In light of the recent events and their impact on the energy market, we chatted with Grégoire de Pierpont, CEO of Enerdeal, an installer of solar energy systems at the industrial level.
“Our company has existed since 2009 and is mainly active in Belgium and Luxembourg but also in Africa. We install medium to large size solar energy systems for companies that want to become energy independent, or at least as much as possible,” indicates de Pierpont.
“Enerdeal is one of the approximately ten specialized companies in this business in Belgium, and size-wise we situate ourselves in the middle of the field. In the last five years, we have registered an annual growth of 40%, so there really is some activity in the field.”
Do you see some opportunities in the context of what’s been happening in the past months?
“Of course. The need to cover our energy needs ourselves has never been so urgent. For sure, the climate concern has moved a little bit to the background lately, but this crisis will certainly be an accelerator for change. Our autonomy in the energy field has never been so important. It’s now we have to change our model.”
What can be the role of Enerdeal?
“The most important thing we can do, of course, is to offer solutions for energy independence, that we can point out the opportunities that are already available for companies to cover their own energy needs. Most importantly, the technical solutions already exist, and the technology is mature. We can now already reach a 20% efficiency out of a power source that is free and infinite.”
Can you give us an example of how it actually works?
“I’ll give our own company and its Zaventem-based headquarters as an example. We’ve installed solar panels on our roof, and the whole energy system behind that provides 90% of our energy needs right now; the ultimate target is, of course, 100%.”
“At the same time, we’ve renewed our car park into electric drive and reduced the total cost of ownership of our company cars by 30%. After a couple of years, when the system is paid off, the energy produced by the system becomes completely free.”
Do clients have to buy the whole system, which is quite a significant investment, or are there other possibilities?
“Our clients can buy the installation or lease it. The leasing model is very attractive. The bigger the companies, the more they’re interested in leasing. They don’t want to put a lot of money at once into a solar energy system; they tend to stick to their core business and not ‘lose’ money or energy on peripheric problems. Companies with an important car fleet can not only lease their fleet now but also lease the energy they use. One could say that 1+1 = 3 here.”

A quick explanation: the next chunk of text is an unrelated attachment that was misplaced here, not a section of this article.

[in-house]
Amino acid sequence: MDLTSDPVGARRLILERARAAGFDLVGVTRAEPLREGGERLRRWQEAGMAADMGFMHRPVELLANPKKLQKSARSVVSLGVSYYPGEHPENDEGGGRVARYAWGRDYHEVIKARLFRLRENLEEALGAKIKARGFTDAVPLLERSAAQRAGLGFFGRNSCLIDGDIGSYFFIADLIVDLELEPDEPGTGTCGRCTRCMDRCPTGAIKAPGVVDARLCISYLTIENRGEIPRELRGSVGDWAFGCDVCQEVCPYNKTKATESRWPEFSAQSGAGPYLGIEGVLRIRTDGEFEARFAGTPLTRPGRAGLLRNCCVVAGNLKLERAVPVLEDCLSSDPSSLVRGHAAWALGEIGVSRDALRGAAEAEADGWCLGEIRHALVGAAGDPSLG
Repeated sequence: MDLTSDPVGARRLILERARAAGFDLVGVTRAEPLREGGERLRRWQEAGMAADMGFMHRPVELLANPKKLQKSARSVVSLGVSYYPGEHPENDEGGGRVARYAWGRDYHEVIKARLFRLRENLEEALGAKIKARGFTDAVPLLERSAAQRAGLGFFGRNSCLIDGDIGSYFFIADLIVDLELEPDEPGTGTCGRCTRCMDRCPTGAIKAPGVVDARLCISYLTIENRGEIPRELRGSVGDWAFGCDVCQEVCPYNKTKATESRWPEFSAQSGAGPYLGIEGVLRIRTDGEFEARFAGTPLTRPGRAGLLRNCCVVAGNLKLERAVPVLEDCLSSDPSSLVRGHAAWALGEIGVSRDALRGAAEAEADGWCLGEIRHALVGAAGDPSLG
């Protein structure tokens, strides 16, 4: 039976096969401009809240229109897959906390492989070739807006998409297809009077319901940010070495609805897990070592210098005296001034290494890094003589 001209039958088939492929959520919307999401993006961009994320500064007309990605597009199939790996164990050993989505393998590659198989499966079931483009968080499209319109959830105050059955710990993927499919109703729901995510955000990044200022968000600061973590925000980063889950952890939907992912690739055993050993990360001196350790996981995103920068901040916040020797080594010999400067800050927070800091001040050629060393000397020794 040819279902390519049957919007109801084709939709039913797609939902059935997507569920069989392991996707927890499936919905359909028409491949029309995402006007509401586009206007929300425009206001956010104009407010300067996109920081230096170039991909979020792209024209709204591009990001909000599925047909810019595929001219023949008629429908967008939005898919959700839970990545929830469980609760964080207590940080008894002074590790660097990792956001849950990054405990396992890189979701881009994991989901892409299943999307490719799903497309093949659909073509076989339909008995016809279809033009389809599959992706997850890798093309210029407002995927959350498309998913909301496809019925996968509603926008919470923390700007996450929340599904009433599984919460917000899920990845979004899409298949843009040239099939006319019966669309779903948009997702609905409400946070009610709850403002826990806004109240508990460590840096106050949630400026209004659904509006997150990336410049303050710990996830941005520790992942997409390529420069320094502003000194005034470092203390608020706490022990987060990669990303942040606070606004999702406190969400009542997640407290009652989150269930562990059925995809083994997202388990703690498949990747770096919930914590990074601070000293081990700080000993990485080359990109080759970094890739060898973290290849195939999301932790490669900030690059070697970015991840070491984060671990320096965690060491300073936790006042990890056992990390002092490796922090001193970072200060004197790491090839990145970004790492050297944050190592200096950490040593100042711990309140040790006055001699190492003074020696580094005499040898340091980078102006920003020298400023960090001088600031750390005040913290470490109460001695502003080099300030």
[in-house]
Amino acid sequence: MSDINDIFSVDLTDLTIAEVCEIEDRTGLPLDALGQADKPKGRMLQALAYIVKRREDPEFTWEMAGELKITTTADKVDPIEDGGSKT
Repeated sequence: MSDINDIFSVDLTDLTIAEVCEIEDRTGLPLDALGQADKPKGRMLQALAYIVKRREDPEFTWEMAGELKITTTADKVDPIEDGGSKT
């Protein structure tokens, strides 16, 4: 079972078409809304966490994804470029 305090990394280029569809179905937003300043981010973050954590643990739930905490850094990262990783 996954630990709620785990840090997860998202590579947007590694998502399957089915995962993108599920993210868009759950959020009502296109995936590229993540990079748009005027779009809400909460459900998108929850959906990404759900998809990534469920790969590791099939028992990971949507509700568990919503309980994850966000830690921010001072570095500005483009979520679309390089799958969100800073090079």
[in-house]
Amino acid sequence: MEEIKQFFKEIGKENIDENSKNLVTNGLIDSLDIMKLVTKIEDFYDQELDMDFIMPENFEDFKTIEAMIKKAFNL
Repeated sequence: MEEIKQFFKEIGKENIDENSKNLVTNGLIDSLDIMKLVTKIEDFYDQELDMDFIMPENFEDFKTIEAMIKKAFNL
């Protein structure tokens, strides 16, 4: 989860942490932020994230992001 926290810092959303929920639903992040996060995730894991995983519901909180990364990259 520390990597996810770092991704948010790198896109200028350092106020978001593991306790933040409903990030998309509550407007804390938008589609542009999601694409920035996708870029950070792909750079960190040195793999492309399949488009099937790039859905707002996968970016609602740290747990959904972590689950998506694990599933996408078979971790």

What’s the lifespan of such a system?
“For our panels, we guarantee a life cycle of at least 25 years; the converter lasts approximately 15 years. But in bigger installations, the converter only represents 10% or even less of the total cost. But, of course, one must consider that maintenance is sometimes due, and monitoring the system is of key importance. Therefore, a good maintenance and monitoring system for the whole installation is essential.”
You have been stressing that this energy switch is hugely important. Are you confident that it will happen on a far larger scale soon?
“We see it worldwide, not only in the so-called Western Hemisphere. China, for example, is very busy becoming completely energy independent. I’ll give a few striking examples. For the entire electric energy needs of the United States (still the biggest consumer of energy in the world), we just need a square field of solar panels of 100 miles. The same exercise for Europe demands a square field of 100 kilometers (not miles) in length versus width. For Belgium, we need 84 TWh of electric energy, which can be produced by a solar panel surface of 25 by 25 km. This production should be combined with energy storage capacities to deliver the energy when required and proves that energy independence is feasible even in our country.”
You are only talking about solar energy here. There are other sustainable electric energy sources available…
“For sure, but we tend to stick to our own (solar) business. The wind is another huge source of electric energy for a country like Belgium, some are already proving that for the moment, but we are concentrating on solar energy for now. To give you the last example, illustrating the possible importance of what we do: if all company cars in Belgium (presumably some 650 000 units) would already drive fully electric and if they would drive 30 000 km on average per year, a solar parc of 5 by 5 km would be sufficient to provide them with the necessary energy. Isn’t that the best example that we can do it ourselves and that the answer is now and not later?”